REVIEW: The Frames: Breadcrumb Trail [Live]
The Frames: Breadcrumb Trail [Plateau, 2002] (mp3)
Three words? Live, sloshed, wonderful.
Some albums are works of love for the artists who record them. This album, perhaps, was a work of love for Vladimir Holek. Or maybe Marek Irgi. I find myself imagining the primary figures behind this ramshackle live record - the recorder, the mixer, the producer - I imagine them sitting at a lowlit bar one Saturday afternoon, having the following conversation:
Vladimir Holek: Marek!
Marek Irgi: Yes, Vladimir my friend!
Vladimir Holek: The Frames!
Marek Irgi: They come!
Vladimir Holek: Tonight!
Marek Irgi: Indeed, Vladimir. I am most excited!
Vladimir Holek: Oho! And I!
(They each drink from their dark, Czech beers with monosyllabic names.)
Vladimir Holek: I am recording tonight.
Marek Irgi: You are?
Vladimir Holek: (Seriously) I am, my friend.
Marek Irgi: Good. Good.
(There is a silence as they stare at their calloused fingers, smell the smoke, think of some lingering sadness.)
Marek Irgi: Let us release your recording on a record label and share it with the world!
Vladimir Holek: Hooray!
But let us leave this hypothetical discussion that took place, perhaps, in January of 2002 at Stara Pekarna, in Brno, Czech Republic. The consequences of this artifact's creation are rather beside the point. Let it be accepted simply as it is: a strange, sincere recording of one night, deep in Eastern Europe, when a band played and the audience loved what it heard. The sound is not particularly clean, the songs not exceptionally performed, the set-list lacks in places... but there is an extraordinary honesty to the whole affair: Glen Hansard's stuttering Czech, the effortless poetry of his banter, the drink-soaked cheers of the crowd, the enthusiasm of Ireland's best-kept secret, The Frames.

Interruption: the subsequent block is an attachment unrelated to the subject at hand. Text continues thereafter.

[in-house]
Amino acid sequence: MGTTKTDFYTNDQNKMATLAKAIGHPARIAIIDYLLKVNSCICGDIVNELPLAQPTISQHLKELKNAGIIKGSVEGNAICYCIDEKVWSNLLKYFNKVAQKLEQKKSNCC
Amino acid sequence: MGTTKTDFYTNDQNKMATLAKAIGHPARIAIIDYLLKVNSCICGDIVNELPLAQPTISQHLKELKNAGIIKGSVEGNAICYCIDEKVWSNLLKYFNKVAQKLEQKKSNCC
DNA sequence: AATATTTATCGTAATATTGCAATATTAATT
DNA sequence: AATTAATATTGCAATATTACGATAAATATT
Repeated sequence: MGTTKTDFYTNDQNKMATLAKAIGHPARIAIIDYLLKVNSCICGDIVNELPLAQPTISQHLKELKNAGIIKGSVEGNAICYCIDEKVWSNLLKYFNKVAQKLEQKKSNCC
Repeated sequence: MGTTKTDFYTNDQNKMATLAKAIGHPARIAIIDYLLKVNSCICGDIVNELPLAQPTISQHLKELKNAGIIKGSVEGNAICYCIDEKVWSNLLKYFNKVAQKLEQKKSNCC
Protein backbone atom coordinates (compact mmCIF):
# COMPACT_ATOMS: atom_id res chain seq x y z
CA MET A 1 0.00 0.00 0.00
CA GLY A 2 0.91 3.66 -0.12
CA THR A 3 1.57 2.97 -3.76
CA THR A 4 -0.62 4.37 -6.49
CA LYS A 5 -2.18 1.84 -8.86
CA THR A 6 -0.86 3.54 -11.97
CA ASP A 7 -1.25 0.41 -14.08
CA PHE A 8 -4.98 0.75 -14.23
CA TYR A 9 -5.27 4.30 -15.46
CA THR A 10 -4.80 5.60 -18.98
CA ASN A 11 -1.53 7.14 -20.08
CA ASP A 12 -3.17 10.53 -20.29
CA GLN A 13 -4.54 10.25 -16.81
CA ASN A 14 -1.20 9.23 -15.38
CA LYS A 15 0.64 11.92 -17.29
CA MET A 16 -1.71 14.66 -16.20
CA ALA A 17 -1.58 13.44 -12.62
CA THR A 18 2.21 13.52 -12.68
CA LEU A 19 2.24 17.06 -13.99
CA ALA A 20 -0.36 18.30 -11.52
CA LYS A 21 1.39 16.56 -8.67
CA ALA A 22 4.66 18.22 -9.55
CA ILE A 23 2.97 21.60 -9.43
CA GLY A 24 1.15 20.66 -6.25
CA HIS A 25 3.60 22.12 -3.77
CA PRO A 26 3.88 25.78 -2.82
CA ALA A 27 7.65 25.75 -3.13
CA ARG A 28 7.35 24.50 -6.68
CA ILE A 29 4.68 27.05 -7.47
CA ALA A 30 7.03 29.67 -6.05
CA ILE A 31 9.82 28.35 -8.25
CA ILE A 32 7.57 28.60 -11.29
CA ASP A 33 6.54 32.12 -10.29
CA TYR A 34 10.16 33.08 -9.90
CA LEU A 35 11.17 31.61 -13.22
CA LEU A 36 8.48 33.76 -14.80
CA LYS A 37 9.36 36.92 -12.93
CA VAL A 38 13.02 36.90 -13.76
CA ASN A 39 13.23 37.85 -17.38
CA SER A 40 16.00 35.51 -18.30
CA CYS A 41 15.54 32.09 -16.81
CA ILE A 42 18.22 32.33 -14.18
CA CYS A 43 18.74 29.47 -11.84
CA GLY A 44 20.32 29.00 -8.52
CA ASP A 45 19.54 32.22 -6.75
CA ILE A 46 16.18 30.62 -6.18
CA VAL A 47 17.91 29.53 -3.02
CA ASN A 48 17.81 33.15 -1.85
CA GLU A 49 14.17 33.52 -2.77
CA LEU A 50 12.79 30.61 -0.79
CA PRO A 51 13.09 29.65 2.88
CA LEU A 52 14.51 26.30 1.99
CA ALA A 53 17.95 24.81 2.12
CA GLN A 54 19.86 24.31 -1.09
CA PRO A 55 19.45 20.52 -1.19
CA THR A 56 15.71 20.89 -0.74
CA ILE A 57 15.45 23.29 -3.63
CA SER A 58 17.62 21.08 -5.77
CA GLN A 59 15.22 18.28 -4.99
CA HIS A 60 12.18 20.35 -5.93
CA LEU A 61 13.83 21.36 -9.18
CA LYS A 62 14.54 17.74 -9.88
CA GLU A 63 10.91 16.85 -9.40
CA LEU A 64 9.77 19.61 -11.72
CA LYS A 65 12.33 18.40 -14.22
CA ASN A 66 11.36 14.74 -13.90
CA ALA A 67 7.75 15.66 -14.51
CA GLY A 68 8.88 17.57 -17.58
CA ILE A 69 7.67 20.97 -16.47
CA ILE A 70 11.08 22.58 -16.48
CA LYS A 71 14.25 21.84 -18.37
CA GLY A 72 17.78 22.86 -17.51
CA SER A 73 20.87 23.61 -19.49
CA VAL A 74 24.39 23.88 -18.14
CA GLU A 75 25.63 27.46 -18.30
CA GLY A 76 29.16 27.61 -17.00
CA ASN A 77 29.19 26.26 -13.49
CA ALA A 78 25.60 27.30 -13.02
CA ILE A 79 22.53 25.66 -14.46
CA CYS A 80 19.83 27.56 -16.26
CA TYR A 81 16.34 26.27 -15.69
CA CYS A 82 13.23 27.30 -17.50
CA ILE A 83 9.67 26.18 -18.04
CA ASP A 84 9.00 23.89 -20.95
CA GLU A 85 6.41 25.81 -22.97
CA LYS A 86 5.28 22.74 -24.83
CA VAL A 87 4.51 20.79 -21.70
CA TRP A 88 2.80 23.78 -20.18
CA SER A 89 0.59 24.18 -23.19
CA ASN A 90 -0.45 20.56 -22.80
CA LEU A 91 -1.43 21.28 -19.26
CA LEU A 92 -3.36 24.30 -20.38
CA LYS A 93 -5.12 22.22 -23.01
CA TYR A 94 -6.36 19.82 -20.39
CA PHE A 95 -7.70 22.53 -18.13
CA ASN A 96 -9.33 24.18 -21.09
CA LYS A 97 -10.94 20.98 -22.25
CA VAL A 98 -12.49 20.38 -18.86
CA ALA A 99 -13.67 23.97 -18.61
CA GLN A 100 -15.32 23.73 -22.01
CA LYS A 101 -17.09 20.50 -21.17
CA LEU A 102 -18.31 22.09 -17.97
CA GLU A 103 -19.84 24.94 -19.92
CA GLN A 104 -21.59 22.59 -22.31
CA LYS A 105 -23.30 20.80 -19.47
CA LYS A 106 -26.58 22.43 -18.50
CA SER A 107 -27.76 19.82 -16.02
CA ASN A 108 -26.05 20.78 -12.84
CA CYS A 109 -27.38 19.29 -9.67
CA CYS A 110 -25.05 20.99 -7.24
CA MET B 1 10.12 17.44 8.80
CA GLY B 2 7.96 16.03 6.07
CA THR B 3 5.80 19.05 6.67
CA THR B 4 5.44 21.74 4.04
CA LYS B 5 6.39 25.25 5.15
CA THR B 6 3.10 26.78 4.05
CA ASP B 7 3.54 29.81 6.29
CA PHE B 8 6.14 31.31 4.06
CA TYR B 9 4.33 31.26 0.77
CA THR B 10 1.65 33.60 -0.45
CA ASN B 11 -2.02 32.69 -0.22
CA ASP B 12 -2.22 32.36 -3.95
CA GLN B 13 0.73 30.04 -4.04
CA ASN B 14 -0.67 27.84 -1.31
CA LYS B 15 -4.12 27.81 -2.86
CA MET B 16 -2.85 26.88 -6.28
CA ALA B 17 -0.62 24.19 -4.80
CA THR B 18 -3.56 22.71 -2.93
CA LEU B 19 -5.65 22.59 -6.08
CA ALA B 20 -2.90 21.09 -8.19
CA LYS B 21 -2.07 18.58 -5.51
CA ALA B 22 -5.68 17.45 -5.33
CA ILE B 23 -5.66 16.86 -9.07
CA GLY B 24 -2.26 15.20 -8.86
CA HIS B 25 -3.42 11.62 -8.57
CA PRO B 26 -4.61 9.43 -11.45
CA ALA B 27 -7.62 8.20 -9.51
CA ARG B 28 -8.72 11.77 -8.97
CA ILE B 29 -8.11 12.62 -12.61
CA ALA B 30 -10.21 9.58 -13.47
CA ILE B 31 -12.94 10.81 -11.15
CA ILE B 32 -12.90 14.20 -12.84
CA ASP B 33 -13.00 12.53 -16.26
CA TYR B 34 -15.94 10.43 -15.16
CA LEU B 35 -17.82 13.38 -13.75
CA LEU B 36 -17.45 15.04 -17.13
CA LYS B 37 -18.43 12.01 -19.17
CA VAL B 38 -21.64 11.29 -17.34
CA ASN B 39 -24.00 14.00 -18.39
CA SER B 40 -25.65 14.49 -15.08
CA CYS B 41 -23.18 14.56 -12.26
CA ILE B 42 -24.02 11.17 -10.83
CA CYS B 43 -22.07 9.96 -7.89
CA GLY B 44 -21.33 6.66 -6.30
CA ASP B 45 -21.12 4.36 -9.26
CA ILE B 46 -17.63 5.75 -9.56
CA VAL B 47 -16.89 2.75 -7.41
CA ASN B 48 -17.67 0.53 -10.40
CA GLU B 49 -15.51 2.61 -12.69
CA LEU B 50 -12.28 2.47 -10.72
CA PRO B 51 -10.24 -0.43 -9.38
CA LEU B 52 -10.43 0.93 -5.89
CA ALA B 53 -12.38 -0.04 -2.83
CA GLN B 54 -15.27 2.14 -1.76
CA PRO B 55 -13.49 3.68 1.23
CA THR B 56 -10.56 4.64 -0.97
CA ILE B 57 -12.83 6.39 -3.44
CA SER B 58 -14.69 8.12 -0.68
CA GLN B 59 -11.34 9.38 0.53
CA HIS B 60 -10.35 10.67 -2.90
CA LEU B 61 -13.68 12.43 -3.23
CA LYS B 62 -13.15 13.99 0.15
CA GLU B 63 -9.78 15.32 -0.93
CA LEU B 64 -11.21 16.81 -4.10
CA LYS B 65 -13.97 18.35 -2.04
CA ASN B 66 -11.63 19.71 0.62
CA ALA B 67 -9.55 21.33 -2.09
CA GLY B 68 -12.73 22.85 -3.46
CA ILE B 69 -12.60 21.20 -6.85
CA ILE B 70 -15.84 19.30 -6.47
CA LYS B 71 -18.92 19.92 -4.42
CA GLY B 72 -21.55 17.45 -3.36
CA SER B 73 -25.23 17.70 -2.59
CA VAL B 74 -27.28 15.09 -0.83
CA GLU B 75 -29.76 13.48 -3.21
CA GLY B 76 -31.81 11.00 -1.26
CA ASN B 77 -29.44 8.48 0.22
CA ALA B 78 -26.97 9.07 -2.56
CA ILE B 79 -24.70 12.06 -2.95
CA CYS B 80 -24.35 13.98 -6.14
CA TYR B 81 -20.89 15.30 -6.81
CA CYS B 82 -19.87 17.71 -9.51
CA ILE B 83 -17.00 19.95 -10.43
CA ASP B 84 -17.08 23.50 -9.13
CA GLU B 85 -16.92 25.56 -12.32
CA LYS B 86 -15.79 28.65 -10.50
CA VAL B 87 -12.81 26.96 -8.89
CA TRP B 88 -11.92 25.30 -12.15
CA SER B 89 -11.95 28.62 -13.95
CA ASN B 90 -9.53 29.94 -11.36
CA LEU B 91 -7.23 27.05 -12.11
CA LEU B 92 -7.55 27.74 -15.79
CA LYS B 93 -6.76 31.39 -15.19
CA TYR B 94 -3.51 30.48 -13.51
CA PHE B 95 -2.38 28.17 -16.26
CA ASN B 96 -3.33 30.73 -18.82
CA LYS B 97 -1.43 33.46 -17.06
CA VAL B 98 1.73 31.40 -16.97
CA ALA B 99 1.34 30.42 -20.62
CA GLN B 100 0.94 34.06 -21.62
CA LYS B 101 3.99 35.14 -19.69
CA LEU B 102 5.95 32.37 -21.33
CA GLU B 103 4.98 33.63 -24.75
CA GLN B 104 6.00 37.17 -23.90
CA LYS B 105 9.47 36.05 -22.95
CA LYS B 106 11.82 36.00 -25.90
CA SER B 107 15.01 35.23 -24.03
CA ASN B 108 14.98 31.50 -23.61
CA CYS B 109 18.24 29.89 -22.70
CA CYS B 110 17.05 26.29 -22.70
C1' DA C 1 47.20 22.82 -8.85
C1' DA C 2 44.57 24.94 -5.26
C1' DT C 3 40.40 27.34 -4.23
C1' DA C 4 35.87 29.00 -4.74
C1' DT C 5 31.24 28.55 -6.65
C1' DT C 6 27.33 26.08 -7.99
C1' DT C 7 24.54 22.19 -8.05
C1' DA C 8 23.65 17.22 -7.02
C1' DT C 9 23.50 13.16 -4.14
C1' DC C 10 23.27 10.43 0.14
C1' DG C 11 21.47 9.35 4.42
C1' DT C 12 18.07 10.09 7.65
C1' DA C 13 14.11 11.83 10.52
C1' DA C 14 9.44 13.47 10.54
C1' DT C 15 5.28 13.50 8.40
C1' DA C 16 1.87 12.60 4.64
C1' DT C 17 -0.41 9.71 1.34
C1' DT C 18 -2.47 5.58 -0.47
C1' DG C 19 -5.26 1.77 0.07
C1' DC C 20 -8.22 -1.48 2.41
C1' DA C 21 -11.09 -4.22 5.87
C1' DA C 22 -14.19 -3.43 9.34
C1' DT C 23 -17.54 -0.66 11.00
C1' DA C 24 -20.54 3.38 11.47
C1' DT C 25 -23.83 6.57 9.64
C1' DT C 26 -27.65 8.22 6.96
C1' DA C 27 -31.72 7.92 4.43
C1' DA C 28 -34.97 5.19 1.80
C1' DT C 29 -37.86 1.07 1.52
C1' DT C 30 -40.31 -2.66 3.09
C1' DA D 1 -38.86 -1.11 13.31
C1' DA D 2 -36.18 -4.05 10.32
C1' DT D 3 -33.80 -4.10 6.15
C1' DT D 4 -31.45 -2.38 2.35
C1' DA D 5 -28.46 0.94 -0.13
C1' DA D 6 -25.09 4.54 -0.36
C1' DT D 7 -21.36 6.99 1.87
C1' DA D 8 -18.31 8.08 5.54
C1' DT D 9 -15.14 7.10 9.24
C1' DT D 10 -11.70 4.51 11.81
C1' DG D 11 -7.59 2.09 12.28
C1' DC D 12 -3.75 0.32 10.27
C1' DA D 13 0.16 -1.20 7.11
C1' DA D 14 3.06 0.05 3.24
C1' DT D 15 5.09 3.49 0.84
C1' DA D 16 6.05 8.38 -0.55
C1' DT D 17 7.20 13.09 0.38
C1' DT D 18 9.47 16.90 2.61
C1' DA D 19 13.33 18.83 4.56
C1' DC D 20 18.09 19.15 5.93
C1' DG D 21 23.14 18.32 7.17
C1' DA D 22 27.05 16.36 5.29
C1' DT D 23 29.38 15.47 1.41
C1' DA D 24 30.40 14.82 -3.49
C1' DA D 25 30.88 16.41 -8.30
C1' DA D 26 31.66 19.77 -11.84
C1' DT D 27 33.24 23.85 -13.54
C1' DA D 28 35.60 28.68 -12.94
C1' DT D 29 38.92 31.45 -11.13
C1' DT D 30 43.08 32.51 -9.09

The Frames play a rich and pungent brand of rock'n'roll, an idiosyncratic brew of Pearl Jam intensity, Mogwai dynamics, Nick Drake melancholia and the fiddle-lacings of Irish folk. It is not at its best, here - that is, the group's maturing talent is not studio-nuanced, practice-perfect. It is reeling and real, however - electric, vigorous and bursting at the seams. Everything is loose and true, performed with whole heart for Vladimir-knows how many dozen listeners.
The set-list takes many of the best cuts from the group's last three albums, starting with the four-way-punch of "Lay Me Down", "What Happens When the Heart Just Stops", "Rent Day Blues" and "Fitzcarraldo". Quieter moments struggle, however - things truly come alive when the volume lifts, electric guitar blazing alongside fiddle and raised voice. The hushed poignancy of "Lay Me Down" simply doesn't make it through the smoke in the room and the fog of the recording. The lullabye stomp of Will Oldham's "Ohio Riverboat Song" is an absolute success, lilting and rousing in equal measure. Holek's mixing job leaves something to desire - music blasts out of nowhere, then vanishes into the furthest reaches of the speakers - but there is, again, an integrity to this clumsiness, a spirit that reflects the swaying melodies of an increasingly drunken band. With the lights out, a fire in the corner, a whiff of black Czech beer - and Breadcrumb Trail - one can almost imagine The Frames before you, playing and singing away, coaxing up the sun or dancing for the moon. Until they cross up to Canada's cold reaches, it will simply have to do.